I realized that a lot of my posts have been full of heavy philosophy. I thought I would step back and reminisce about something all of us wish we had: fun at work.
I worked in an office that was very productive. We had a team of a couple dozen developers, product managers, tech writers, etc. that were great. We were supporting several large applications and dozens of customers on a regular basis. Stress could have easily been very high, but it wasn’t. We had fun. Let me give you a few examples.
Our boss went to a conference where some of the marketing folks in our company were handing out blue foam rubber question marks with a logo on them (because we were the answer, get it?). He brought back a box full of question marks and our three aisles of cubicles became a battleground where you might occasionally find yourself bombarded by question marks or foam balls or other projectiles. Into this chaos I once introduced an Airzooka. If you have never owned or used an Airzooka, I highly recommend it. I have given several away as gifts and they have never been unappreciated. We had tests of range and accuracy and discussion of how the makers should find a way to introduce odors for maximum effect.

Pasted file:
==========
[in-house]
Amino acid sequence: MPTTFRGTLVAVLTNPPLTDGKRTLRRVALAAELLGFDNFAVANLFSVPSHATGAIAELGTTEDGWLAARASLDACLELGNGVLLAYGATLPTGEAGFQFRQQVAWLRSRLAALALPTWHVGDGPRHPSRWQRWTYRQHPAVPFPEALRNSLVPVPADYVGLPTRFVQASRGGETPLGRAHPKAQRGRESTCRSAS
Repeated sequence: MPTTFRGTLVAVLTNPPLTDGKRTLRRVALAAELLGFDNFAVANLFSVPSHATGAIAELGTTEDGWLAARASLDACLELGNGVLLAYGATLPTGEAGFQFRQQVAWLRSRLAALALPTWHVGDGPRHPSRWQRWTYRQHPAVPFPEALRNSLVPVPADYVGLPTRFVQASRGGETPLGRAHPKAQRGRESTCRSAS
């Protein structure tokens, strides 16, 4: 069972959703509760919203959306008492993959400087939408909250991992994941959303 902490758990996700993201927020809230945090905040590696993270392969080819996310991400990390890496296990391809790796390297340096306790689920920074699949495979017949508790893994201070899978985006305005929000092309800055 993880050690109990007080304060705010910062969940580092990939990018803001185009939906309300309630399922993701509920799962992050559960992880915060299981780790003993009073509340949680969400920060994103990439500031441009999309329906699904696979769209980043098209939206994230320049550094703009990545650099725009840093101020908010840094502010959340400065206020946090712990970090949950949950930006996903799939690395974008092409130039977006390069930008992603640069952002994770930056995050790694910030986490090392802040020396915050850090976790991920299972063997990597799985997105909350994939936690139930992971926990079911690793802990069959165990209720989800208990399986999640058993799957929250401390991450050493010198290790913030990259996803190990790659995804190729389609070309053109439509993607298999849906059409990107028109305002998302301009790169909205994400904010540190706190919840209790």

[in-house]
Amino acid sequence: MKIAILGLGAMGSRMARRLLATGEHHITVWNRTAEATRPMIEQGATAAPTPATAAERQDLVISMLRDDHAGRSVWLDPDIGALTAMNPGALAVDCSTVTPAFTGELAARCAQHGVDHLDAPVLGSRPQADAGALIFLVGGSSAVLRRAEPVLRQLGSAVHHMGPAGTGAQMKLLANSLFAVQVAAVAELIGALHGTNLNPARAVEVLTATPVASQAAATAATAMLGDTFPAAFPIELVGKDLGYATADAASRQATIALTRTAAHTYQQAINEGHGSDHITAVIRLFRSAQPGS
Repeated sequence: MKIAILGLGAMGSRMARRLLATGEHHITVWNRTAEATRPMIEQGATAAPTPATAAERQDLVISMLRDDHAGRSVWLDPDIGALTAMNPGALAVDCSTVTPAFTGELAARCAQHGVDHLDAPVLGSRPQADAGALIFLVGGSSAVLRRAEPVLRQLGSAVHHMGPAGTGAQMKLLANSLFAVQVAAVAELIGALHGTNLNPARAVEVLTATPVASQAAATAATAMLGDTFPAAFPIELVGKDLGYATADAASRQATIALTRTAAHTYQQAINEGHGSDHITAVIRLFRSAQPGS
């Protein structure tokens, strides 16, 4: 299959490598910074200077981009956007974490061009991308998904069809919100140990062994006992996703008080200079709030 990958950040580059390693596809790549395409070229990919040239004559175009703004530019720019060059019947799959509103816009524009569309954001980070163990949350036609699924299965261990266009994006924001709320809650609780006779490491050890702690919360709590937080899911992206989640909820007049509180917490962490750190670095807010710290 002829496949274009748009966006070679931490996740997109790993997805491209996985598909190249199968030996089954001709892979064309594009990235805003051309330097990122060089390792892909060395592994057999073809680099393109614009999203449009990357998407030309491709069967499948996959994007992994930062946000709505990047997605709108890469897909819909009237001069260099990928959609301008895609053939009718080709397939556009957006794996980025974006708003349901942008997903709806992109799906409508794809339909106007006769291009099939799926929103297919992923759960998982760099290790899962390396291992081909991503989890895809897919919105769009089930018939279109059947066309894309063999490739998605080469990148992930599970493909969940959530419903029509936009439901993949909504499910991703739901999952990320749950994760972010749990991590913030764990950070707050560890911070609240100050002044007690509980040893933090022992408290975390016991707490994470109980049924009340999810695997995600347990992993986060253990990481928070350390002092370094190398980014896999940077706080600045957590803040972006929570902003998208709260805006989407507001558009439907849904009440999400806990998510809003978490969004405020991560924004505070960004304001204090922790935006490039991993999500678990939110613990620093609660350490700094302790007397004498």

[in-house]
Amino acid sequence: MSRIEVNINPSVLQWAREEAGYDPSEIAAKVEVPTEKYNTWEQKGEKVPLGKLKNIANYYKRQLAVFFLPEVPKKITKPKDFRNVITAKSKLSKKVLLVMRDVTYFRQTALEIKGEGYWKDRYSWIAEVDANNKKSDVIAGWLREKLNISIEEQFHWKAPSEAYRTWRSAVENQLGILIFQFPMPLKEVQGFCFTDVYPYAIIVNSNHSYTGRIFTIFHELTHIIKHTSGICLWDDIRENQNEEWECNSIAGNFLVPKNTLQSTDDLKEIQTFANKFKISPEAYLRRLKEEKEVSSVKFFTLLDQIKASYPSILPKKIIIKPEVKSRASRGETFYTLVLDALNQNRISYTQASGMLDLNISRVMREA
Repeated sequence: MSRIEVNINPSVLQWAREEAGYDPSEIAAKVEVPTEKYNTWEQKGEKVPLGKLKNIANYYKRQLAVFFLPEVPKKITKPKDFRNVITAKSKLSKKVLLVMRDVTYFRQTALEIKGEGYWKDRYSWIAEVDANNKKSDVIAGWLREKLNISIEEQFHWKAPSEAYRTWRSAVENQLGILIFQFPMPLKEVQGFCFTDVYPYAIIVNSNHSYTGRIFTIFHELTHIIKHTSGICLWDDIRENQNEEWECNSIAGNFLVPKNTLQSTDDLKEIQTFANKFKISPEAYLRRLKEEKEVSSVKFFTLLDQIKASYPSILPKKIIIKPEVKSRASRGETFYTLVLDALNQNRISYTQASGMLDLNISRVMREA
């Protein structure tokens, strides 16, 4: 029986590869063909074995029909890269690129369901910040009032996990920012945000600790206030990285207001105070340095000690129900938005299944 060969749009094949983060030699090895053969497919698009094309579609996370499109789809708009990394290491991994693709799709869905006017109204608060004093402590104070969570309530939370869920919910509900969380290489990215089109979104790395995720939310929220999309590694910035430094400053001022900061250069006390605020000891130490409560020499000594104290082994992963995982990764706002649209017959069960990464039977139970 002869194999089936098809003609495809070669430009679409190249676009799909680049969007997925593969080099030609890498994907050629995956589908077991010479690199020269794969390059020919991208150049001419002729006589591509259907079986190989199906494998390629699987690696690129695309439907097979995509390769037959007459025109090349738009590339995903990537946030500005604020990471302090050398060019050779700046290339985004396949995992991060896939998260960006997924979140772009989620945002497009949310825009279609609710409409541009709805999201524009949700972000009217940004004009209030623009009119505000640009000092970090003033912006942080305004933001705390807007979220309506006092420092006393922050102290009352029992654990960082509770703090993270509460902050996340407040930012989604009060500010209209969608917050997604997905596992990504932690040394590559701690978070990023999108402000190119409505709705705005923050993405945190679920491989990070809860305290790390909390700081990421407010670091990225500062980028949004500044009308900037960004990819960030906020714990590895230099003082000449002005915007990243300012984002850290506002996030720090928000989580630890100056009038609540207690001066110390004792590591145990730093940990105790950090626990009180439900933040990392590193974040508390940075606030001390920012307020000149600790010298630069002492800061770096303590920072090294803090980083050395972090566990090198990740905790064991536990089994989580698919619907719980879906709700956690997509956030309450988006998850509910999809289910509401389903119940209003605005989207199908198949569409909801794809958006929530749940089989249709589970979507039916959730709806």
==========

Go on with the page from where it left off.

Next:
The memory of this crew that makes me laugh the hardest was an incident involving a relatively new employee named D (to protect myself from liability and revenge). D had decided to wait in a closet situated between our cubicle area and a conference room so that he could jump out and scare us as we walked by on our way to a team meeting.
On the second or third occasion when D pulled this particular prank, he had the misfortune of jumping out to try to scare me as I walked by. I gently pushed him back into the supply closet and closed the door behind him. I proceeded to stand in front of the door holding it shut (he tried to force his way out, but I was about 50% heavier than he was and had wedged my shoe under the door so that it couldn’t swing outward). The rest of the team paraded by on their way to the conference room. A couple of them asked me what I was doing and I told them I was teaching D a valuable lesson. D could be heard on the other side of the door pleading to be released. A few minutes after the meeting started I let him out and we walked to the team meeting. Laughter ensued and for weeks folks talked about D being held in the closet. He never attempted to scare anyone on the team (though he continued to participate appropriately in our practical jokes).